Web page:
Thursday, January 19, 2023

What am I "really"?

What am I? A herring-eater, a husband, a badminton player, a philosopher, a father, a Canadian, a six-footer and a human are all correct answers. There is an ancient form of the “What is x?” question where we are looking for a “central” answer, and of course “a human” is usually taken to be that one. What makes for that answer being central?

Sometimes the word “essential” is thrown in: I am essentially human. But what does that mean? In contemporary analytic jargon, it just means that I cannot exist without being human. But the “central” answer to “What am I?” is not just an answer that states a property that I cannot lack. There are, after all, many such properties essential in such a way that do not answer the question. “Someone conceived in 1972” and “Someone in a world where 2+2=4” attribute properties I cannot lack, but are not the central answers.

So the sense of the “What am I centrally, really, deep-down, essentially?” question isn’t just modal. What is it?

Here is a start.

  1. Necessarily, I am good and a human if and only if I am a good human.

But the same is not true for any other attribute besides “human” among those of the first paragraph. I can be good and a badminton player while not being a good badminton player, and I can be a good herring-eater without being good and a herring-eater. And I have no idea what it is to be a good six-footer, but perhaps the fact that I am a quarter of an inch short of six feet right now makes me not be one. (In some cases one direction may hold. It may be that if I am good and a human, then I am a good human.)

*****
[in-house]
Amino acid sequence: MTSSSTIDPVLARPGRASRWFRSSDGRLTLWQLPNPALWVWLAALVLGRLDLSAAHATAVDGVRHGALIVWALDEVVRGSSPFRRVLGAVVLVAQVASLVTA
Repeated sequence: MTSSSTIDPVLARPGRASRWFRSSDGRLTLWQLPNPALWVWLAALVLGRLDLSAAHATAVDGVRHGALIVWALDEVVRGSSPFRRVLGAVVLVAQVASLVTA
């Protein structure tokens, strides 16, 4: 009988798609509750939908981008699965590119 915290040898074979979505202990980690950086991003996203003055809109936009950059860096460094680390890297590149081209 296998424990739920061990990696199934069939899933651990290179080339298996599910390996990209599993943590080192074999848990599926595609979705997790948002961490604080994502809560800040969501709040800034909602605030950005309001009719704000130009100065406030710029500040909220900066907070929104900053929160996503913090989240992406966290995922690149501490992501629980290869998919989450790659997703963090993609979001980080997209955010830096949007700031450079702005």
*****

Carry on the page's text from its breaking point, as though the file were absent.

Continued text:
So our initial account of what is being asked for is that we are asking for an attribute F such that:

  1. Necessarily, x is a good F if and only if x is good.

But that’s not quite right. For:

  1. Necessarily, I am good and a virtuous human if and only if I am a good virtuous human.

And yet “a virtuous human” would not be the answer to the ancient “What am I centrally, really, deep-down, essentially?” question even if I were in fact a virtuous human.

But perhaps we can do better. The necessary biconditional (2) holds in the case “virtuous human”, but in a kind of trivial way: “a good virtuous human” is repetition. I think that, as often, we need to pass from a modal to a hyperintensional characterization. Consider that not only is (1) true, but also:

  1. Necessarily, if I am human, what it is for me to be good is for me to be a good human.

In other words, if I am a human, being a good human explains my being good. On the other hand, even if I were a virtuous human, my being a good virtuous human would not explain my being good. For redundancy is to be avoided in explanation, and “good virtuous human” is redundant.

Thus, I propose that:

  1. x is “centrally, really, deep-down, essentially” F just in case what it is for x to be good is for x to be a good F.

In other words, that which I am centrally, really, deep-down and essentially is that which sets the norms for me to be good simpliciter.

Objection 1: Some things are “centrally” electrons, but something’s being good at electronicity is absurd.